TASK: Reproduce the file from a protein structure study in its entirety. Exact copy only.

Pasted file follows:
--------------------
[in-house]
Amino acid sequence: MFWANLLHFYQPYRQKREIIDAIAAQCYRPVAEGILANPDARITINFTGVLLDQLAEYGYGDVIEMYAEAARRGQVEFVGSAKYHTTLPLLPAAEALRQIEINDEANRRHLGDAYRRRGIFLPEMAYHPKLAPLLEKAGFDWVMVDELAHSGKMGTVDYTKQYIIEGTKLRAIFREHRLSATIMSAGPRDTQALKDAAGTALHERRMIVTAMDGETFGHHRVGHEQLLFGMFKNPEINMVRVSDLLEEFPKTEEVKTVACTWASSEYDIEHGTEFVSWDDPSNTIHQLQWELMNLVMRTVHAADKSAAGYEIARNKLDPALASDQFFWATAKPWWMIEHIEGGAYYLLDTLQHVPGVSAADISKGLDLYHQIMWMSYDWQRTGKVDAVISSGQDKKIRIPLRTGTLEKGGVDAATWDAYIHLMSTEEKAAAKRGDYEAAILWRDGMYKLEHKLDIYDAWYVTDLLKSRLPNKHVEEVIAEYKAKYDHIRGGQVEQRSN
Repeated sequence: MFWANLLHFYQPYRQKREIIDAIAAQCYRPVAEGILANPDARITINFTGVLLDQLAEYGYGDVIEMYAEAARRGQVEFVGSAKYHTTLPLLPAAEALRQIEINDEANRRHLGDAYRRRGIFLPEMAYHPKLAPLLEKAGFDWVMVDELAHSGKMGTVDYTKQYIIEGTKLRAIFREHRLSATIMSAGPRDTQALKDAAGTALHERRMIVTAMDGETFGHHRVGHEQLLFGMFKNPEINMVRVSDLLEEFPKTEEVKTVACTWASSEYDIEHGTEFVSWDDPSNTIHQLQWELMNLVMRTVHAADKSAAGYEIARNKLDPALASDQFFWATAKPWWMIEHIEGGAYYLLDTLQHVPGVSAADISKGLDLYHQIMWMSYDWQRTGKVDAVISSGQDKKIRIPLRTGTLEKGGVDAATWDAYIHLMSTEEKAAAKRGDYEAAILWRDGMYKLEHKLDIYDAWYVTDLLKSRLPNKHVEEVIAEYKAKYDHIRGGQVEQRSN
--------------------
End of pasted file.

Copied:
[in-house]
Amino acid sequence: MFWANLLHFYQPYRQKREIIDAIAAQCYRPVAEGILANPDARITINFTGVLLDQLAEYGYGDVIEMYAEAARRGQVEFVGSAKYHTTLPLLPAAEALRQIEINDEANRRHLGDAYRRRGIFLPEMAYHPKLAPLLEKAGFDWVMVDELAHSGKMGTVDYTKQYIIEGTKLRAIFREHRLSATIMSAGPRDTQALKDAAGTALHERRMIVTAMDGETFGHHRVGHEQLLFGMFKNPEINMVRVSDLLEEFPKTEEVKTVACTWASSEYDIEHGTEFVSWDDPSNTIHQLQWELMNLVMRTVHAADKSAAGYEIARNKLDPALASDQFFWATAKPWWMIEHIEGGAYYLLDTLQHVPGVSAADISKGLDLYHQIMWMSYDWQRTGKVDAVISSGQDKKIRIPLRTGTLEKGGVDAATWDAYIHLMSTEEKAAAKRGDYEAAILWRDGMYKLEHKLDIYDAWYVTDLLKSRLPNKHVEEVIAEYKAKYDHIRGGQVEQRSN
Repeated sequence: MFWANLLHFYQPYRQKREIIDAIAAQCYRPVAEGILANPDARITINFTGVLLDQLAEYGYGDVIEMYAEAARRGQVEFVGSAKYHTTLPLLPAAEALRQIEINDEANRRHLGDAYRRRGIFLPEMAYHPKLAPLLEKAGFDWVMVDELAHSGKMGTVDYTKQYIIEGTKLRAIFREHRLSATIMSAGPRDTQALKDAAGTALHERRMIVTAMDGETFGHHRVGHEQLLFGMFKNPEINMVRVSDLLEEFPKTEEVKTVACTWASSEYDIEHGTEFVSWDDPSNTIHQLQWELMNLVMRTVHAADKSAAGYEIARNKLDPALASDQFFWATAKPWWMIEHIEGGAYYLLDTLQHVPGVSAADISKGLDLYHQIMWMSYDWQRTGKVDAVISSGQDKKIRIPLRTGTLEKGGVDAATWDAYIHLMSTEEKAAAKRGDYEAAILWRDGMYKLEHKLDIYDAWYVTDLLKSRLPNKHVEEVIAEYKAKYDHIRGGQVEQRSN